The Pain of Ministry

“The Kingdom of God is like this,” He said.  “A man scatters seed on the ground; he sleeps and rises–night and day, and the seed sprouts and grows–he doesn’t know how.  The soil produces a crop by itself–first the blade, then the head, and then the ripe grain on the head.  But as soon as the crop is ready, he sends for the sickle, because the harvest has come.”–Mark 4:26-29

The Kingdom of God is like a seed.  It begins small and grows gradually, mysteriously, and outside of human control.  Ministry in the Kingdom does not operate according the predictable patterns of the world or the free market.  If we ever perceive that the growth of the Kingdom of God is predictable, laid out for us on a market projection, and completely under our control as we manipulate various factors, then what we have is not really the Kingdom of God but a man-made substitute.

The Kingdom of God overthrows conventional wisdom.  Once in a meeting with fellow ministers I heard this comment: “The definition of insanity is to continue to do the same thing and expect different results.”  His point was that churches have to reinvent themselves continually in order to produce fruit.  But that is to assume that the church is basically a business with a commercial product that must be continually repackaged in order to appeal to a wider consumer base.  Yes, this conventional wisdom works in the business world, but the gospel is not for sale.  To assume that we have to reinvent ourselves constantly is to deny the mysterious, sovereign power of God to work when, where, and how he pleases.  Yes, we are responsible for our efforts as those who work for the spread of the Kingdom.  But the mindset that places all hope on our techniques is short-sighted, earthly, and devoid of faith. 

Ministry is not about marketing techniques.  It is about the gospel, the Scriptures, prayer, love, people, and a subversive spiritual army that infiltrates enemy territory largely under the radar.  And it is about pain.  Not being able to manipulate the results can be painful.  Not being able to hold up a graph that maps out growth over the last quarter as a vindication of your leadership can be painful.  Opening yourself up to people, praying for them, investing yourself into them, pouring energy into their growth in Christ, only to see them foolishly walk down a path toward sin can be very painful.  Ministry is never done. 

In some ways, I envy the man who mows our church’s lawn (which is our lawn too, since we live in the parsonage).  He has a job, he does it, and it’s done.  He can step back and look at it as an accomplishment.  Pastors don’t get to do that.  Never will I be able to step back, look at my church, and say, “Now, there’s a completed task!”  The task will go on until Jesus returns, and it will always contain a healthy dose of failure, messiness, and forgiveness.  It will grow in a mysterious way, beyond my ability to comprehend, beyond my ability to control, like a seed that sprouts up out of the ground.  But even here the analogy breaks down.  Farmers, though they do not manipulate their crops directly, do have some level of predictability based on yearly cycles.  The Kingdom of God is not that kind of crop.  It grows by God’s power and God’s decision, according to God’s mysterious will, not according to regular climate patterns.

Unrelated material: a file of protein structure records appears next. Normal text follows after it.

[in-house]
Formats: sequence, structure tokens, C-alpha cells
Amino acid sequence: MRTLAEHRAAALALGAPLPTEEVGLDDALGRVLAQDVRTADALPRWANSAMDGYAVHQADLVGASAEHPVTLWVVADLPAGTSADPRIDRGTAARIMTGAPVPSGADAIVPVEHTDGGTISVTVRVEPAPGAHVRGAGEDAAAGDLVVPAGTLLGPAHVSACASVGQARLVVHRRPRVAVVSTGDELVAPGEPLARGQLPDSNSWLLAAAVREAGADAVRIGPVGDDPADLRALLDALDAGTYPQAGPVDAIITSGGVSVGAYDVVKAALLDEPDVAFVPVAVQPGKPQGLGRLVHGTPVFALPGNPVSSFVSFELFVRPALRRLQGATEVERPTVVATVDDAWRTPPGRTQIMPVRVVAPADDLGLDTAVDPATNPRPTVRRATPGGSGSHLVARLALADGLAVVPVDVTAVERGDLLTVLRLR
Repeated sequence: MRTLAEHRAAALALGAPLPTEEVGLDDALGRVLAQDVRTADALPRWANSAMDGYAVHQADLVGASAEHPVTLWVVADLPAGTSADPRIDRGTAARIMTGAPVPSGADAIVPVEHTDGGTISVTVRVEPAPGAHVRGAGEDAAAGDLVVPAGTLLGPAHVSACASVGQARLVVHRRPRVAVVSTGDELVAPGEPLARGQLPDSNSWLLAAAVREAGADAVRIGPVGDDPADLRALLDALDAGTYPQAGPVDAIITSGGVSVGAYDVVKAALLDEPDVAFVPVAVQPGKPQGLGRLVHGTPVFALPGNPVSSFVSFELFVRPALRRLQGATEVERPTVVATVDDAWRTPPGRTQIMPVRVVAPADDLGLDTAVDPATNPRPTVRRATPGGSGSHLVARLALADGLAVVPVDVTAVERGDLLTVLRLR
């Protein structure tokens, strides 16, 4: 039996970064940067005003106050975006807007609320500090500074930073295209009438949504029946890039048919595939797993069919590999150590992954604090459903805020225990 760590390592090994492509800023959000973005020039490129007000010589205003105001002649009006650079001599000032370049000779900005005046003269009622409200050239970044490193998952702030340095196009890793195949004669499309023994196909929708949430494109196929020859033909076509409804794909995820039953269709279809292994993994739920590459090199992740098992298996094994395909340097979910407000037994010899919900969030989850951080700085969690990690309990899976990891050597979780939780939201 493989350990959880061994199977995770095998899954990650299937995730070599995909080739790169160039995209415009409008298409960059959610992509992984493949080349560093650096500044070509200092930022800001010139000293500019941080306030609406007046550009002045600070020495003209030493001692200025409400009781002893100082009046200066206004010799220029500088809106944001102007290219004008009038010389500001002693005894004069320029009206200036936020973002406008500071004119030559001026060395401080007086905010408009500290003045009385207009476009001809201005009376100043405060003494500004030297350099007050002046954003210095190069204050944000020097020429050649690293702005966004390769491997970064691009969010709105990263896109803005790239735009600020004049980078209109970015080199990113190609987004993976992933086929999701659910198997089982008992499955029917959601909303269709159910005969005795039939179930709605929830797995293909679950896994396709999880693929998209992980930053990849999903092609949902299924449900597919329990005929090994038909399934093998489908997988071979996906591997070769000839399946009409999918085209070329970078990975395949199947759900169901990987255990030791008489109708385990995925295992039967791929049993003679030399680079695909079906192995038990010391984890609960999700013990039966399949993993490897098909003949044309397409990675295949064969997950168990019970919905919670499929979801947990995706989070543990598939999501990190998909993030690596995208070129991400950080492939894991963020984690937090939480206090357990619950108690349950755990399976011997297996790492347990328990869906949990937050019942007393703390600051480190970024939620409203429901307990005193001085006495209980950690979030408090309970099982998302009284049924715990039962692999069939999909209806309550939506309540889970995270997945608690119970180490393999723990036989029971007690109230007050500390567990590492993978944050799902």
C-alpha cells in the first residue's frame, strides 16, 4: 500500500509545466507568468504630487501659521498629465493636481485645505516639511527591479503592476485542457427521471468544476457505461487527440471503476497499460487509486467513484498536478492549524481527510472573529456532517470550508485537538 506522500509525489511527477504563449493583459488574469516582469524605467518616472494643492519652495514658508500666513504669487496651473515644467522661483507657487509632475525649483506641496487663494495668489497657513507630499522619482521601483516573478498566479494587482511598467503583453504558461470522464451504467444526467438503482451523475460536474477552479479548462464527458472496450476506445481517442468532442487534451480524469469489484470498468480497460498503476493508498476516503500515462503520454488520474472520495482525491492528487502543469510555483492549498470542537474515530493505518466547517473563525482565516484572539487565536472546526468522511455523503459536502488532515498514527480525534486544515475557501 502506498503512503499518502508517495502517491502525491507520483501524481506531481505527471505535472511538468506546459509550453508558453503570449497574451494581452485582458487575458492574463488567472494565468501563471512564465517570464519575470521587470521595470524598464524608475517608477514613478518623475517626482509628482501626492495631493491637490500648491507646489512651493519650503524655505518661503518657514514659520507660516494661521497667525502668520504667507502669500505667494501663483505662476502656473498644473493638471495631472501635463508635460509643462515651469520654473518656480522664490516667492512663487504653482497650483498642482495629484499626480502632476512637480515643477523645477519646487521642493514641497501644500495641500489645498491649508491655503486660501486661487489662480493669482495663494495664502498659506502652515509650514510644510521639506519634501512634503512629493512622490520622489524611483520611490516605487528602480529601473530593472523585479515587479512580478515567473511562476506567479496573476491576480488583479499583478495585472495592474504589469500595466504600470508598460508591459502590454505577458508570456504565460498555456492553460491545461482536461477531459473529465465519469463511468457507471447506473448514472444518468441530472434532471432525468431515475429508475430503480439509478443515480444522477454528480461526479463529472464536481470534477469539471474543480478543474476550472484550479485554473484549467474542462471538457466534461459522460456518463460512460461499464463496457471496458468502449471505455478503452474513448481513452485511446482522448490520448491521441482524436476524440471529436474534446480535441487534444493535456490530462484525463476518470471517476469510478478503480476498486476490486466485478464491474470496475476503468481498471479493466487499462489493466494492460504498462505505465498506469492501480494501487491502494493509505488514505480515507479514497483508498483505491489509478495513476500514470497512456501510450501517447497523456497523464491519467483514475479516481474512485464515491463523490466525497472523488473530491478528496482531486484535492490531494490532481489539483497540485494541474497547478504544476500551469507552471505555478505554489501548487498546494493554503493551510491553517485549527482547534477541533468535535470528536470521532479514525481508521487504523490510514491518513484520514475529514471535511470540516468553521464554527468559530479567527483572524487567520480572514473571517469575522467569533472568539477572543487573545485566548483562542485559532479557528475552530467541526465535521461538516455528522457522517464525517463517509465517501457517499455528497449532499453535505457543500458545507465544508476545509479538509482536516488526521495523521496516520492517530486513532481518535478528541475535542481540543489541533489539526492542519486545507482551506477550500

I strongly believe that what God has been showing me over the last eight years of unimpressive ministry (in terms of numbers, I mean) is that I am an expendable component of his plan.  He does not need me.  I am not God’s gift to the world.  I used to harbor naive illusions about the kind of impact I might have for the Kingdom.  Just the other night I preached a sermon at a community gathering of four churches, and one of the old ladies told me at the back of the sanctuary afterward, “I know you’ll go far.”  I appreciated the compliment, and I know she meant well.  But I have to say that trying to predict “how far I will go” based on hearing a sermon is just plain wrong.  An effective ministry cannot be guaged by the talent (or lack thereof) of the minister.  God does as he pleases.  If he wants to use me to impact millions, then I am thrilled to be his servant.  If he wants to use me to impact a handful of people in rural northern Kentucky, then I am thrilled to be his servant.  I am not the key factor here.  He could dispense with me at any moment, and he would be no worse off for it.  The Kingdom grows apart from me and outside my control and understanding.  I am utterly expendable.

And that may be the deepest cut of all in ministry.  The wound of an ego hurts the most.  But once it is cut down to size, no amount of pain in the world can ultimately derail a servant of Christ.  When I get myself out of the way, I have better clarity of vision to see the incredible God I serve.  And so, whatever he decides, I will serve him gladly.    

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2 Responses to “The Pain of Ministry”

  1. Jeremy Says:

    Aaron – great new site, and I’m glad I can leave a comment here. I could sense in our conversation last night some of the seeds of this post. From all I can tell, you are being faithful to tend your flock, and that is what a good shepherd does. Hang in there. By God’s grace and in His timing you will see fruit, perhaps in ways you never expected.

  2. fenderpooh Says:

    Thanks, Jeremy. I’m glad to see you commenting now.

    To my vast multitude of readers (I know there must be millions of you), I want to introduce you to my friend Jeremy. He has been a covert reader of my blog for a while now (like 99.99% of you), primarily because my comments at blogspot were, for a long while, restricted to blogspot ID’s only.

    They don’t make ’em better than this guy. He’s my best good friend.

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